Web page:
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Lori Zimmermann

I felt it again, today. The divine attention: the music of the spheres. The air vibrating with it: God's own radio waves. I stretched out my arms and said, "Here I am!" And I was looked upon by the all-seeing. I haven't felt like that since before I sent Jesus away.

What a friend I had in Jesus, for awhile. My personal god. Someone to watch over me. Someone to see if I did the dishes or left them in the sink until the next night, or forever. Someone to smile on me when I remembered to brush my teeth. Someone to hold my hand back from snatching the tube of lipstick off the drugstore shelf and pocketing it without paying. Someone to put an arm out on the subway platform, saying, no. Stay. Wait for the train.

I got tired, eventually, of breaking Jesus' heart.

Most days, I'd leave the bed unmade. "It's alright," he'd say, patting my shoulder. "You'll do better tomorrow." Some days I wouldn't even get out of bed. He'd lie down next to me and murmur, "I still love you." I always felt remorse; he always forgave me. He forgave again and again. How could I help but hurt him? He held me in his heart of hearts.

The people in the street, the people on the train: they poked at their phones as if I wasn't even there. I felt Wrath whipping me around. Jesus held my elbow in his palm. He had perfect balance, even in the subway. He stroked my cheek.

"You should go," I told him.

"I will always be with you," he said.

"I keep disappointing you," I said.

"My love is boundless," he said. "You will always have a place by my side."

"No," I said. "No. I don't want you here. Not like this."

"You must have faith," he said. He would have carried me on his back through forty deserts.

"Go away!" I told him, yelling on the train car. "I deny you! I cast you out! Get away from me! I don't know you!"

He didn't even wait for the next stop to get off.


For awhile I was lost, wandering around the apartment, hooting like an empty flute in the wallpapered rooms. It was so quiet without Jesus' voice. So cold without his touch.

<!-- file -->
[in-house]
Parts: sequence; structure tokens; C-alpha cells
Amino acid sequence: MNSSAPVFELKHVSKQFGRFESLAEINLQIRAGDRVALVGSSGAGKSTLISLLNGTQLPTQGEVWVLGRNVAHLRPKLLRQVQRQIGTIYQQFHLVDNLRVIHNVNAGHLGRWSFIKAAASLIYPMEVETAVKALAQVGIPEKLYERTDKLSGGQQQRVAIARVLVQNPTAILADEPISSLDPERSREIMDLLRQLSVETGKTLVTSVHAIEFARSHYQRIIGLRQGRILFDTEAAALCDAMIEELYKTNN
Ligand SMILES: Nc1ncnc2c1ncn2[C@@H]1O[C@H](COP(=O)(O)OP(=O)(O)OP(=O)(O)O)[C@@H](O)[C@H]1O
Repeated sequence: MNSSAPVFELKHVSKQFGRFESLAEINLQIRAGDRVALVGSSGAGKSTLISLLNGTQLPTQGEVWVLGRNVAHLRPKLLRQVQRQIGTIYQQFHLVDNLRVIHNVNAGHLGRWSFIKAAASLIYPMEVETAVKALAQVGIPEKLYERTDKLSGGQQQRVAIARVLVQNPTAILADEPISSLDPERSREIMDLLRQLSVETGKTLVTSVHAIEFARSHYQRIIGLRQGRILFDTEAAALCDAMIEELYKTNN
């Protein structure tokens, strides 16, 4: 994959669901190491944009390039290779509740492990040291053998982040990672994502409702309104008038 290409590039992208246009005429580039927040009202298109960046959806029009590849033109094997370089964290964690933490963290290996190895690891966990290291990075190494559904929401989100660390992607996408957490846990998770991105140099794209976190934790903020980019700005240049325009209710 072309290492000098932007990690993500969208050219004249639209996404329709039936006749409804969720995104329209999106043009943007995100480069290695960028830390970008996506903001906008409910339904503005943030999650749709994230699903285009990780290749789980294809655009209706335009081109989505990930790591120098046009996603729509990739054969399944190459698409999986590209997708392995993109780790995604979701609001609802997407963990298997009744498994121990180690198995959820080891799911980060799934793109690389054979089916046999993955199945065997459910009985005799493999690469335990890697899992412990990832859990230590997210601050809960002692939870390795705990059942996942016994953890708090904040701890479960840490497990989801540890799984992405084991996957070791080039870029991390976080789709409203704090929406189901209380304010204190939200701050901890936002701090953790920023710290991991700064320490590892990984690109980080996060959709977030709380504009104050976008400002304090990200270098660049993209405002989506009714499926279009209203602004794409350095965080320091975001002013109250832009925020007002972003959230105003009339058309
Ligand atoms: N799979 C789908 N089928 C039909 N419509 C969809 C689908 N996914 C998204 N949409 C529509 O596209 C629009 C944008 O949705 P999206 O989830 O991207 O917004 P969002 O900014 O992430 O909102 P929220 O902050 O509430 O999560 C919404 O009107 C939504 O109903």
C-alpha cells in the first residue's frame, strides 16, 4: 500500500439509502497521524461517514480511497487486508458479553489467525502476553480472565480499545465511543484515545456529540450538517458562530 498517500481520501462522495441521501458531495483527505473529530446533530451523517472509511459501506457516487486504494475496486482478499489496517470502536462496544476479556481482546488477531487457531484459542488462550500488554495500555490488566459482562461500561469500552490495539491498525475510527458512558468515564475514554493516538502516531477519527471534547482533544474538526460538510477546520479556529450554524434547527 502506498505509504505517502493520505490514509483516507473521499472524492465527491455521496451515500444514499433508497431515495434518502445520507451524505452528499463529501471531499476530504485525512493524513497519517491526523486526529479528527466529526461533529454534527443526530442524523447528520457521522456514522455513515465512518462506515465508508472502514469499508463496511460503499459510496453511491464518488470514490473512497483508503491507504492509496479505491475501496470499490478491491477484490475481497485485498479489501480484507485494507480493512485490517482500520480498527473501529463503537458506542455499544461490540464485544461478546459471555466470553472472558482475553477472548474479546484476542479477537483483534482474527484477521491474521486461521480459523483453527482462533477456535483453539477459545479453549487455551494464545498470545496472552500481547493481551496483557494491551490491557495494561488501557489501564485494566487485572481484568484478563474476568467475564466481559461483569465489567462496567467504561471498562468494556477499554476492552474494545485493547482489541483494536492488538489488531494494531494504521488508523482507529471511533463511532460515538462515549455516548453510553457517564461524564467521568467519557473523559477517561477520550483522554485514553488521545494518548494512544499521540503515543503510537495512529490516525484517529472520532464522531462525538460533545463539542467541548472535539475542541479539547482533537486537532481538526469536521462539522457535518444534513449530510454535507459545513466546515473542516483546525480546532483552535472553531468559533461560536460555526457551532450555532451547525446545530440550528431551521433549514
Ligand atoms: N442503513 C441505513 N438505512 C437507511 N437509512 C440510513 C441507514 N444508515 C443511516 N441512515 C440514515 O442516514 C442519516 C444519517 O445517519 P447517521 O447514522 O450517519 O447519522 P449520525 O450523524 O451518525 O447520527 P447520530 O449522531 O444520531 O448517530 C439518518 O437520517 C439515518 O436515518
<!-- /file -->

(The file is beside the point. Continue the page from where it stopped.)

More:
And then


this morning

I noticed the camera.

It's mounted on the building across the street.

It stares straight into my apartment window.

Its gaze is blue-black, round and inscrutable. It's been watching me, all day all night and I never noticed.

It's part of the CCTV network, of course. The police keep it up. Or the FBI--a private security company--it doesn't matter who. Someone does.

It is someone who does not forgive. Some heartless someone who could throw me in an offshore detention facility if I leave the dishes dirty for too long. So I will clean the dishes. I will get up at the same time every morning, and make the bed, and crease the sheets in all the correct places. I will rise and see the sun and the camera will watch me see the sun. Tonight the sun will set and I will sleep and it will watch me sleep, silent in its cool vigil. My impersonal god, made of plastic and glass and someone else’s eyes far away in another darkened room.

What a gift, to know: someone is watching me, always.

Lori Zimmermann is a graduate student in creative writing at the University of Massachusetts Boston. Her usual mode of writing is poetry. When not reading, writing, or being confused by everyday 'rithmetic, she runs the Tumblr for Broadsided Press. Her work has previously appeared in Write on the DOT, Writers Tribe Review, Broad!, and Window Cat Press.